Albania and Kosovo relations: neither separated nor united?

Albania and Kosovo relations: neither separated nor united?

By Rusif Huseynov

The Balkan known for its traditionally uneasy state seems to enter into a period of stability following Kosovo`s declaration of independence in 2008. Thus, the Albanian people have currently two states in the region. The Politicon speaks with Ms. Olta Totoni, a lecturer from the University of Tirana in order to obtain some insight into the Albania-Kosovo relations. 
Huseynov: Some experts refer to Albania and Kosovo ‘neither separated nor united’. How would you assess the current state of Albania-Kosovo relations? 

Totoni: There are many historical, cultural and economic elements that link Albania to Kosovo and the countries always will be connected together. The people living in both Albania and Kosovo share the same ethnicity, speak the same language (in different dialects) and are identified as Albanians. The separation exists only in terms and terminology because we are spiritually bound to each other. It is the same nation in two separate states. The Albanians of Kosovo have undergone a lot of brutal experiences caused by the Serbs` ethnic discrimination. They have their own patriotic conscience which is more developed than that of the Albanians of Albania. They have suffered from the Yugoslavian oppression and they still praise the role of Kosovo Liberation Army that has an important place in the country’s history. There are specific terms that describe better the relations of the two countries ‘Ethnic Albania’ and ‘Autochthonous’. Ethnic Albania includes not only Kosovo but all the territories left out in the Conference of the Ambassadors in London in 1913. It includes territories from FYR of Macedonia, Montenegro, Greece and Serbia. Even though the relation between Kosovo and Albania has been more apparent than that with FYR of Macedonia. Even in this country, there are traces of the Albanian ethnicity and they are doing their best to preserve all the traditions and culture of what we call the Motherland Albania. 
The concept of Greater Albania incorporates also Kosovo as the land of ethnic Albanians. Is the movement of unification of Albania and Kosovo still on the agenda? Or the two states have decided to pursue different paths of development?

Historically, Albania has been under the Ottoman Empire for 500 tiring years; during some period the Albanians led by Skanderbeg fought for the liberation of the country. After chaotic experiences, Albania declared the independence in 1912 and the Conference of the Ambassadors left Albania without the territories that unfairly were taken away. After the separation, the Albanians of Kosovo suffered from the ethnic oppression. While Serbia claimed that ‘Kosovo is Serbia’, confrontations between Albanians and Serbs took place in the region. Even today one can observe sporadic examples of confrontations between the two ethnic groups. For instance, during a football match between the Albanian and Serbian national teams within the UEFA Euro 2016 qualifications when a drone entered the stadium in Serbia with the flag that showed the map of the Greater Albania writing ‘Autochthonous’ and the presence of two important historical figures of Albania; one representing Kosovo (Isa Boletini) and the other representing Albania (Ismail Qemali).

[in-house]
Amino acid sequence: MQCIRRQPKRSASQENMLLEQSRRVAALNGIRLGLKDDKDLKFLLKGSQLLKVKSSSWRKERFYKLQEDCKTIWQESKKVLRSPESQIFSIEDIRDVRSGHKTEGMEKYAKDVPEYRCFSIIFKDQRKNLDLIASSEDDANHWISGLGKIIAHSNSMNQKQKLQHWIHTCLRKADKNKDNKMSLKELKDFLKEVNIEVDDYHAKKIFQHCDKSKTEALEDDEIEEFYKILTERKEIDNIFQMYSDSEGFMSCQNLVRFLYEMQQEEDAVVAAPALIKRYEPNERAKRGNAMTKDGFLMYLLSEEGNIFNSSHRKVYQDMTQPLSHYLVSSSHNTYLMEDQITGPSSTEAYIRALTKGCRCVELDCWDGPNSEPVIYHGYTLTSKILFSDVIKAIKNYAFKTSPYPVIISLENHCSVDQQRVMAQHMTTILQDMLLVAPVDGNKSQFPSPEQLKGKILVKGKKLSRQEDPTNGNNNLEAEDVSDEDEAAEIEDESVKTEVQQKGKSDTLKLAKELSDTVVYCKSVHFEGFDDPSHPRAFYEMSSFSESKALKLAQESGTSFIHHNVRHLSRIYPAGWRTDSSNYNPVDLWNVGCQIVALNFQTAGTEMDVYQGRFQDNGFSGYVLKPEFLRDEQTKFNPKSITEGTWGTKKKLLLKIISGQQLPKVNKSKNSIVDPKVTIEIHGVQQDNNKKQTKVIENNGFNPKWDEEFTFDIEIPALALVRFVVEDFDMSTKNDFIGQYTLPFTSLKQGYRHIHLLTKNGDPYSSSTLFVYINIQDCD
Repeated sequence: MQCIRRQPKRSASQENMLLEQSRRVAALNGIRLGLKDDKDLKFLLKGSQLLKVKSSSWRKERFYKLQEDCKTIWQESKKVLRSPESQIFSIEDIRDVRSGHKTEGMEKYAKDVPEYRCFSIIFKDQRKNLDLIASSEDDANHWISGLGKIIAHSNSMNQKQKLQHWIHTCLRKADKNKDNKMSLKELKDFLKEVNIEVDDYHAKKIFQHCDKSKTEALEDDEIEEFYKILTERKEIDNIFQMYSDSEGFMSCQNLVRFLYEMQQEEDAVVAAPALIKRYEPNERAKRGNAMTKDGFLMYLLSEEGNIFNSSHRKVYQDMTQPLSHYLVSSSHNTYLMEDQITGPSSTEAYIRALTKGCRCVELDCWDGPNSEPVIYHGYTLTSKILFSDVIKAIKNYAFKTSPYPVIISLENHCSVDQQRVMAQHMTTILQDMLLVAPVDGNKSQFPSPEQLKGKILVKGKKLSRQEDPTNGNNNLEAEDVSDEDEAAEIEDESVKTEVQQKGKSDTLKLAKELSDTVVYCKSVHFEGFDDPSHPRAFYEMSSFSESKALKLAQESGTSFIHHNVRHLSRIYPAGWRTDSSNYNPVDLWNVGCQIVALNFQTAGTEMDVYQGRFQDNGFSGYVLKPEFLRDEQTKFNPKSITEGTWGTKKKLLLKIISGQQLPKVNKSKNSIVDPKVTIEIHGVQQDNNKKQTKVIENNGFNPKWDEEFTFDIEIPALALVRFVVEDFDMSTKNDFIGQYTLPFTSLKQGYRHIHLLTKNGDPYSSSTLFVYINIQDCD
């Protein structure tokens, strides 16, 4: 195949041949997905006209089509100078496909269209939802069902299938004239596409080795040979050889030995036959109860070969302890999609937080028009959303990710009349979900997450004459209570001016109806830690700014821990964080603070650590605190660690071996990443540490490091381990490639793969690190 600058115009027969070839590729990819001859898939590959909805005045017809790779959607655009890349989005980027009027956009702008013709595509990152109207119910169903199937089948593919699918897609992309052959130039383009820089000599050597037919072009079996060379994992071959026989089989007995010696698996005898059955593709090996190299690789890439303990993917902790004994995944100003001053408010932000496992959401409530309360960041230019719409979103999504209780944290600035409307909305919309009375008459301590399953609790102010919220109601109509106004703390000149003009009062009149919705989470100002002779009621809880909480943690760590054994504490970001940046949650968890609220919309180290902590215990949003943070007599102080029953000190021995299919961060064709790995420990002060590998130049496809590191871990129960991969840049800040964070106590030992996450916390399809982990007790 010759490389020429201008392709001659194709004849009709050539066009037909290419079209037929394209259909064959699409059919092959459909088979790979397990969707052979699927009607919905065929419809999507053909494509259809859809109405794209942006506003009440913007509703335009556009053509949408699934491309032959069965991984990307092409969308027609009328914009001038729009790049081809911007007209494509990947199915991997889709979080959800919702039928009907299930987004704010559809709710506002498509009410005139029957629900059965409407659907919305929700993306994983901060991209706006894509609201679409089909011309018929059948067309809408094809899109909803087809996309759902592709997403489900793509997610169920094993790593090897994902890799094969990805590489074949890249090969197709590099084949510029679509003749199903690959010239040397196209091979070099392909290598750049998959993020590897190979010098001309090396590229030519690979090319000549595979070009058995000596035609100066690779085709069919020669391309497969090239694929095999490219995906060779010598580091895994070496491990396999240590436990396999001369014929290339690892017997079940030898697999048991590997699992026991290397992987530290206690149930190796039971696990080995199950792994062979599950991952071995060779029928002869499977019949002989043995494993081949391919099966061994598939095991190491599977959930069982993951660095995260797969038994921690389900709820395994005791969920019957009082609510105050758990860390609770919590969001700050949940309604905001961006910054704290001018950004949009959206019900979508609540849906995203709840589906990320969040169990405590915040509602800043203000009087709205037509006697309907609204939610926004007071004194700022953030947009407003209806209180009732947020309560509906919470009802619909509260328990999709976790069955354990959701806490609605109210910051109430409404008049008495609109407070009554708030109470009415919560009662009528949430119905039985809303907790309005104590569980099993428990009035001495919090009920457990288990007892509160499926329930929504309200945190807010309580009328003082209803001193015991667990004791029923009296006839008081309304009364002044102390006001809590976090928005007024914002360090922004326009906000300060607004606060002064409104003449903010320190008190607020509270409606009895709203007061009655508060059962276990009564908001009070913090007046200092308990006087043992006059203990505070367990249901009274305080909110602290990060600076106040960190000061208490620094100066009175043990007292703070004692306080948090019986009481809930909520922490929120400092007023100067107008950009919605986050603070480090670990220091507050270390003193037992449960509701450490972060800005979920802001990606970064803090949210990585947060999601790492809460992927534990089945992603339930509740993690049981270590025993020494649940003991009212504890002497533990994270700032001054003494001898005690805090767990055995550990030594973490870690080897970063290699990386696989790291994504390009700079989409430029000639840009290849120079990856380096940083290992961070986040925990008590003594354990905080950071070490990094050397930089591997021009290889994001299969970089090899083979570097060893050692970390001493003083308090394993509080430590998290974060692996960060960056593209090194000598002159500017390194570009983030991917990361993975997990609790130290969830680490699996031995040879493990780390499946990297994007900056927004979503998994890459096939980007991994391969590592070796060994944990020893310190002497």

Nowadays, there are good attempts to bring the two countries together because many organizations are trying to minimize the ethnic conflicts and create a peaceful environment for Serbs and Albanians. The ethnic Albania has always been a dream of the Albanians of Kosovo, Albanians of Albania and Diaspora. Even though Albania and Kosovo are separate countries in geographical maps, the countries are too close and will stand by each other in good and bad. The fraternal bonds were especially improved in 1999 when Albania opened the doors for Kosovars fleeing Serbian oppression. 

Kosovo and Albania have the same unified education, the same culture, trade and heritage. It remains a lot to be done about the politics and the economy of the respective countries. We can’t walk separate paths because we are inseparable. We will support each other’s initiatives. There are no boundaries for us. 
Has Kosovo become the last newly independent state in the Balkans? Do you think the region has finally found stability it had lacked for a long time? Or the Kosovo precedent can encourage separatist movements in other countries?

Kosovo proclaimed its independence in 17 February 2008. It has been the second independence declared after that of 1990. The assembly of Kosovo unanimously wanted the freedom for Kosovo from the Serbia’s oppression. Today, Kosovo remains a partially recognized state.

Meanwhile, Serbia’s candidacy to join the EU required dialogue, tolerance and compromise between the two countries because it was essential for the integration of Serbia and was done with the affiliation of UN. 

The stability in the Balkans seems to be reached as far as there is good cooperation between Serbia and Albania but the history remains there haunting the present of the two countries. There have been several meetings between Albanian and Serbian Prime Ministers. The past sometimes mocks the present but they have found the common sense to reach agreements and collaborate. The Albanians of Kosovo have a different attitude toward Serbia. They do not forget the pain caused by the injuries of Serbia’s actions. There is no place for unprecedented ethnic movements as far as it is in the interest of the entire Balkan to have good cohabitation, cooperation and collaboration. Kosovo is neither Serbia nor Kosovo at the moment; it is now an independent and sovereign state that can move forward and have a greater future. 
The Politicon

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